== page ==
First 30 Days Blog

14 aug

The Power of Labels

Jodi ChapmanHave you ever had a moment where you wanted to change in some way, but you didn’t because it seemed too crazy, too out of the box, too “not you”?

The labels we give ourselves are really powerful.
They can define us – and this can be empowering or stifling depending on where the label came from (our higher self or our comfort zone). If your higher self created the label, then you know it’s something great that you either currently embody or you can strive for. If you create labels for yourself from a point of low self esteem, comfort, or because you think you should – then they can hinder your growth and box you in to a life of comfort and stagnation.

I recently took a look at what labels I give myself – both professionally and personally.
I have been designing, writing, and making journals for over six years. Our business completely supports us, and I am comfortable calling myself an entrepreneur, a designer, and a creative spirit. But for some reason I had some blocks with calling myself a writer and an artist. For me, these words were powerful and I had to step back and think if I could truly embody these labels.
It’s so funny to realize this – the power of words is so strong!
I AM a writer and I AM an artist.
I can choose to create these labels for myself and fully embrace them.
Look at your own life.

What labels do you use to define yourself?
What labels do others use to define you?
Take some time today to write down these labels.

You could write: mother, friend, good cook, likes Chinese food, sensitive, artist, computer savvy, deep thinker, seeker, spiritual, nag, dependent, emotional, etc.

Write down every word you can think of that you would use to describe yourself.

Next, take a look and see if it truly describes the person that you want to be – your best self. If it doesn’t, get rid of it. Think about where each label came from. Is it something that you created for yourself or something that someone gave you that never seemed to fit (or no longer fits)?

Are there any labels you would like to add? Anything that you would like use to define yourself?

Here is an example of how powerful it can be when someone else labels us:
Let’s say you have always wanted to sing, but in junior high your choir teacher said that while you had a nice voice, you really weren’t able to project it. So you probably would never be a professional singer. So the label you put on yourself was that you had a soft voice and probably shouldn’t sing in public. Years go by and the love for singing is still inside of you – you receive support from friends and family urging you to use your voice and sing out. But that darn label is still there.

But… what if you created a new label for yourself? What if you said that you were a singer? There is no judgement in this word alone. It just is. You could then embrace that label and do what singers do: sing!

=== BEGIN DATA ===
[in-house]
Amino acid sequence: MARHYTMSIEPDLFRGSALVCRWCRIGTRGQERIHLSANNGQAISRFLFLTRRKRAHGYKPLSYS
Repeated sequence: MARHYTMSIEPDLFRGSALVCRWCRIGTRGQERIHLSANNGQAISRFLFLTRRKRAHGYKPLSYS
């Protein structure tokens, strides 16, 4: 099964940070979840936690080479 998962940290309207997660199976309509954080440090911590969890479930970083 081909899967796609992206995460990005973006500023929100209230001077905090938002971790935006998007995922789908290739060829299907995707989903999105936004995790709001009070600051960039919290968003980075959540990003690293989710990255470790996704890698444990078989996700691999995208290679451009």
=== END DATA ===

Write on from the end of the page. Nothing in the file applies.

You can also create labels for yourself that you grow out of.

And when that happens, it’s hard to let it go because you have become defined by this label – it is part of you.

What if you loved Chinese food. It was your favorite food ever. And then one day, it didn’t taste as good to you anymore. And you kept eating it because you had labeled yourself as someone who liked Chinese food. And you had created a life around this label – you would go eat it with friends every week, you would cook it for yourself at home. It was a comfortable identity – but it was no longer serving you because you realized that you no longer loved it like you used to.

This is a funny example, but you could take out “Chinese food” and replace it with any part of your life that no longer feels like “you.” And if you do decide to relabel yourself as someone who no longer loves Chinese food – there may be friction. Your friends will no longer get to see you weekly at the restaurant. They may feel hurt and wonder why you are choosing to not be there. They may take it personally instead of realizing that you simply don’t like the food anymore. But you know that it’s simply because you no longer like this type of food. And why would you put a label on yourself that no longer fit?
Continuing to look into the labels we create for ourselves is part of self growth.

If a label is no longer serving you – if it no longer represents who you are or who you would like to become – than replace it with one that does.

“But I always have been that.”
“But everyone expects me to be that.”
aren’t reasons to continue being someone that you no longer are.

This isn’t an easy process, but it’s so worthwhile to go through.

It’s part of becoming conscious and truly being aware of how we define ourselves.

The first step is realizing our labels.

The second step is making sure that each label fits who we are and want to become.

Living a conscious life is a lifelong practice that takes some work – but it’s so worth it!

Jodi Chapman writes Soul Speak – a daily blog that focuses on seeing life through a lens of gratitude and positivity. She is the bestselling author of the Soulful Journals series – writing-prompt journals that help you go within and get to know yourself better. She is also the author of the upcoming book, Go For It: Get Out There and Start Living! She believes that our thoughts become our reality, and our actions lead us to our dreams. She is happily married to her best friend and co-writer, Dan Teck. They live in southern Oregon with their four fuzzy kids.

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Posted by Jodi Chapman on August 14th, 2011 in Uncategorized | 0 comments Read related posts in , , ,

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